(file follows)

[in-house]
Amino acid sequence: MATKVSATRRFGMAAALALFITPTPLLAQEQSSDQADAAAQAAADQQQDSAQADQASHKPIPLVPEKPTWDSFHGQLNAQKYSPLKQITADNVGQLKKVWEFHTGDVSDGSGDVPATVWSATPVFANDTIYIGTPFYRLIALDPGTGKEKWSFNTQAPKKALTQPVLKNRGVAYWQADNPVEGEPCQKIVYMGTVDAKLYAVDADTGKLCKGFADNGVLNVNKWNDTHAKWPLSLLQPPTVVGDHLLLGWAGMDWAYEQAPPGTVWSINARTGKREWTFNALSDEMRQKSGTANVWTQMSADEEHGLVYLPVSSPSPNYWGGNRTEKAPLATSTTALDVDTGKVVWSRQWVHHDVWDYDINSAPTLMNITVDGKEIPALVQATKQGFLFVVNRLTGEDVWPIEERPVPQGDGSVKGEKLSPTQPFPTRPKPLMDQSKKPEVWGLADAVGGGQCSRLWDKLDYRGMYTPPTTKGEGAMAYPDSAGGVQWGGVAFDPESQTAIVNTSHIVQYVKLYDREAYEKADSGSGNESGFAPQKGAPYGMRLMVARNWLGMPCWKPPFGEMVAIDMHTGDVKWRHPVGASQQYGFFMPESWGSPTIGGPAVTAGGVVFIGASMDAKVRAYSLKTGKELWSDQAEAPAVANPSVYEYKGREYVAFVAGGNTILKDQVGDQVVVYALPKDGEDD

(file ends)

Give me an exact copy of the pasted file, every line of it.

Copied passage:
[in-house]
Amino acid sequence: MATKVSATRRFGMAAALALFITPTPLLAQEQSSDQADAAAQAAADQQQDSAQADQASHKPIPLVPEKPTWDSFHGQLNAQKYSPLKQITADNVGQLKKVWEFHTGDVSDGSGDVPATVWSATPVFANDTIYIGTPFYRLIALDPGTGKEKWSFNTQAPKKALTQPVLKNRGVAYWQADNPVEGEPCQKIVYMGTVDAKLYAVDADTGKLCKGFADNGVLNVNKWNDTHAKWPLSLLQPPTVVGDHLLLGWAGMDWAYEQAPPGTVWSINARTGKREWTFNALSDEMRQKSGTANVWTQMSADEEHGLVYLPVSSPSPNYWGGNRTEKAPLATSTTALDVDTGKVVWSRQWVHHDVWDYDINSAPTLMNITVDGKEIPALVQATKQGFLFVVNRLTGEDVWPIEERPVPQGDGSVKGEKLSPTQPFPTRPKPLMDQSKKPEVWGLADAVGGGQCSRLWDKLDYRGMYTPPTTKGEGAMAYPDSAGGVQWGGVAFDPESQTAIVNTSHIVQYVKLYDREAYEKADSGSGNESGFAPQKGAPYGMRLMVARNWLGMPCWKPPFGEMVAIDMHTGDVKWRHPVGASQQYGFFMPESWGSPTIGGPAVTAGGVVFIGASMDAKVRAYSLKTGKELWSDQAEAPAVANPSVYEYKGREYVAFVAGGNTILKDQVGDQVVVYALPKDGEDD